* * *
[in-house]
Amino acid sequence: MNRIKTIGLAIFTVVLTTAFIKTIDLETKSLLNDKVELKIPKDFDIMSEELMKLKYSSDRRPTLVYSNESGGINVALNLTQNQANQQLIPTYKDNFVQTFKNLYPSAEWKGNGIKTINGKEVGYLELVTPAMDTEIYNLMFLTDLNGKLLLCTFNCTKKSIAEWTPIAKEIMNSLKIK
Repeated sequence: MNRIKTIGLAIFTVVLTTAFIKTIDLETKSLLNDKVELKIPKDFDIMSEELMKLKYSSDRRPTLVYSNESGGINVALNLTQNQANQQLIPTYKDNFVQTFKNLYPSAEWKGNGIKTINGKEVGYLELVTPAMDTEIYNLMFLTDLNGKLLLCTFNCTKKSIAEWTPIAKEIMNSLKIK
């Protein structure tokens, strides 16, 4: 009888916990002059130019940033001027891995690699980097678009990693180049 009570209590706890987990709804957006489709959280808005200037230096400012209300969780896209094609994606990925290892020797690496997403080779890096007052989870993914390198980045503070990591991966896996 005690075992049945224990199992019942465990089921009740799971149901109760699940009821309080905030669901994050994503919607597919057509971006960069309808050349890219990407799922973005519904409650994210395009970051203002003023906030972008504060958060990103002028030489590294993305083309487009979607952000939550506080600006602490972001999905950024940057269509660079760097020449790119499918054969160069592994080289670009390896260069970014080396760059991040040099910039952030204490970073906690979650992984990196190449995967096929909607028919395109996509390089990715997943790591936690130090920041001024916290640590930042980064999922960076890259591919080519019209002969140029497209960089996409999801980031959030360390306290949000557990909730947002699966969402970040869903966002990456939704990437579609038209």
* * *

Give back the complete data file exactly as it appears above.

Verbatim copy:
[in-house]
Amino acid sequence: MNRIKTIGLAIFTVVLTTAFIKTIDLETKSLLNDKVELKIPKDFDIMSEELMKLKYSSDRRPTLVYSNESGGINVALNLTQNQANQQLIPTYKDNFVQTFKNLYPSAEWKGNGIKTINGKEVGYLELVTPAMDTEIYNLMFLTDLNGKLLLCTFNCTKKSIAEWTPIAKEIMNSLKIK
Repeated sequence: MNRIKTIGLAIFTVVLTTAFIKTIDLETKSLLNDKVELKIPKDFDIMSEELMKLKYSSDRRPTLVYSNESGGINVALNLTQNQANQQLIPTYKDNFVQTFKNLYPSAEWKGNGIKTINGKEVGYLELVTPAMDTEIYNLMFLTDLNGKLLLCTFNCTKKSIAEWTPIAKEIMNSLKIK
């Protein structure tokens, strides 16, 4: 009888916990002059130019940033001027891995690699980097678009990693180049 009570209590706890987990709804957006489709959280808005200037230096400012209300969780896209094609994606990925290892020797690496997403080779890096007052989870993914390198980045503070990591991966896996 005690075992049945224990199992019942465990089921009740799971149901109760699940009821309080905030669901994050994503919607597919057509971006960069309808050349890219990407799922973005519904409650994210395009970051203002003023906030972008504060958060990103002028030489590294993305083309487009979607952000939550506080600006602490972001999905950024940057269509660079760097020449790119499918054969160069592994080289670009390896260069970014080396760059991040040099910039952030204490970073906690979650992984990196190449995967096929909607028919395109996509390089990715997943790591936690130090920041001024916290640590930042980064999922960076890259591919080519019209002969140029497209960089996409999801980031959030360390306290949000557990909730947002699966969402970040869903966002990456939704990437579609038209």